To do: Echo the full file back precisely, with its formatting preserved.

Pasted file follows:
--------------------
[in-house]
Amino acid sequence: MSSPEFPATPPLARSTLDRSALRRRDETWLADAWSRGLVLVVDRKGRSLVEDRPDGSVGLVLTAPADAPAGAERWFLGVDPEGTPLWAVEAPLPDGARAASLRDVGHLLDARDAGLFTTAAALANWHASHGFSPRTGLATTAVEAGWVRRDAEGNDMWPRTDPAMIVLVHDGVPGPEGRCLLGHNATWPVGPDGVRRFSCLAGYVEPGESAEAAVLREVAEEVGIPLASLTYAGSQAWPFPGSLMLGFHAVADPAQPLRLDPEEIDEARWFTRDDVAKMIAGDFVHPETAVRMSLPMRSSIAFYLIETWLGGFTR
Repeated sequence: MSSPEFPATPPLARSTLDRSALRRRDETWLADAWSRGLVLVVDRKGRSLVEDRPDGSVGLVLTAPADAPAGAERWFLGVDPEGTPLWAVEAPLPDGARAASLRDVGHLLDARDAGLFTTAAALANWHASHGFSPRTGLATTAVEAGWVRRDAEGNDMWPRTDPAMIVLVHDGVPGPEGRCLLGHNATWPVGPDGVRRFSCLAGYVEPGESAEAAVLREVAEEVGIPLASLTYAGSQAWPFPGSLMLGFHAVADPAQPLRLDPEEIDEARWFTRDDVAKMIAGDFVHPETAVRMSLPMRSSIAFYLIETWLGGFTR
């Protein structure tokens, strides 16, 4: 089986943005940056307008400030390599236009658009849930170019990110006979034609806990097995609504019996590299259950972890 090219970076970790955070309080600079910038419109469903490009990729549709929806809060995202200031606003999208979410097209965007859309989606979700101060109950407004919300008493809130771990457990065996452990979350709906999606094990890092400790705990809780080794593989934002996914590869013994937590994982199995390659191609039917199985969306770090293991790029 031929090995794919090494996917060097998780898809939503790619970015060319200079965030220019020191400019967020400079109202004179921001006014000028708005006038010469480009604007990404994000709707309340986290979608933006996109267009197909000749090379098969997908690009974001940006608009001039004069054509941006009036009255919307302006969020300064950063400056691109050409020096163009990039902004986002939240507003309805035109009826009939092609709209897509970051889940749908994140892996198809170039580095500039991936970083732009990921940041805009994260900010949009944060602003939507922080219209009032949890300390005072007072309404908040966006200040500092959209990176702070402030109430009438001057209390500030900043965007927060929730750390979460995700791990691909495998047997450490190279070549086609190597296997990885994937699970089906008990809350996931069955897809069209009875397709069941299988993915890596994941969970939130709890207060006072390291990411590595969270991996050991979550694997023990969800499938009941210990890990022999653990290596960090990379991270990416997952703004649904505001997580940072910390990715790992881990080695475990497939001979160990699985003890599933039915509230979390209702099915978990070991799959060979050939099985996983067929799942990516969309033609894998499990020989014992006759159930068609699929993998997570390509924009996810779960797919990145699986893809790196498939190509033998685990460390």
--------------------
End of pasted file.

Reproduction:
[in-house]
Amino acid sequence: MSSPEFPATPPLARSTLDRSALRRRDETWLADAWSRGLVLVVDRKGRSLVEDRPDGSVGLVLTAPADAPAGAERWFLGVDPEGTPLWAVEAPLPDGARAASLRDVGHLLDARDAGLFTTAAALANWHASHGFSPRTGLATTAVEAGWVRRDAEGNDMWPRTDPAMIVLVHDGVPGPEGRCLLGHNATWPVGPDGVRRFSCLAGYVEPGESAEAAVLREVAEEVGIPLASLTYAGSQAWPFPGSLMLGFHAVADPAQPLRLDPEEIDEARWFTRDDVAKMIAGDFVHPETAVRMSLPMRSSIAFYLIETWLGGFTR
Repeated sequence: MSSPEFPATPPLARSTLDRSALRRRDETWLADAWSRGLVLVVDRKGRSLVEDRPDGSVGLVLTAPADAPAGAERWFLGVDPEGTPLWAVEAPLPDGARAASLRDVGHLLDARDAGLFTTAAALANWHASHGFSPRTGLATTAVEAGWVRRDAEGNDMWPRTDPAMIVLVHDGVPGPEGRCLLGHNATWPVGPDGVRRFSCLAGYVEPGESAEAAVLREVAEEVGIPLASLTYAGSQAWPFPGSLMLGFHAVADPAQPLRLDPEEIDEARWFTRDDVAKMIAGDFVHPETAVRMSLPMRSSIAFYLIETWLGGFTR
């Protein structure tokens, strides 16, 4: 089986943005940056307008400030390599236009658009849930170019990110006979034609806990097995609504019996590299259950972890 090219970076970790955070309080600079910038419109469903490009990729549709929806809060995202200031606003999208979410097209965007859309989606979700101060109950407004919300008493809130771990457990065996452990979350709906999606094990890092400790705990809780080794593989934002996914590869013994937590994982199995390659191609039917199985969306770090293991790029 031929090995794919090494996917060097998780898809939503790619970015060319200079965030220019020191400019967020400079109202004179921001006014000028708005006038010469480009604007990404994000709707309340986290979608933006996109267009197909000749090379098969997908690009974001940006608009001039004069054509941006009036009255919307302006969020300064950063400056691109050409020096163009990039902004986002939240507003309805035109009826009939092609709209897509970051889940749908994140892996198809170039580095500039991936970083732009990921940041805009994260900010949009944060602003939507922080219209009032949890300390005072007072309404908040966006200040500092959209990176702070402030109430009438001057209390500030900043965007927060929730750390979460995700791990691909495998047997450490190279070549086609190597296997990885994937699970089906008990809350996931069955897809069209009875397709069941299988993915890596994941969970939130709890207060006072390291990411590595969270991996050991979550694997023990969800499938009941210990890990022999653990290596960090990379991270990416997952703004649904505001997580940072910390990715790992881990080695475990497939001979160990699985003890599933039915509230979390209702099915978990070991799959060979050939099985996983067929799942990516969309033609894998499990020989014992006759159930068609699929993998997570390509924009996810779960797919990145699986893809790196498939190509033998685990460390």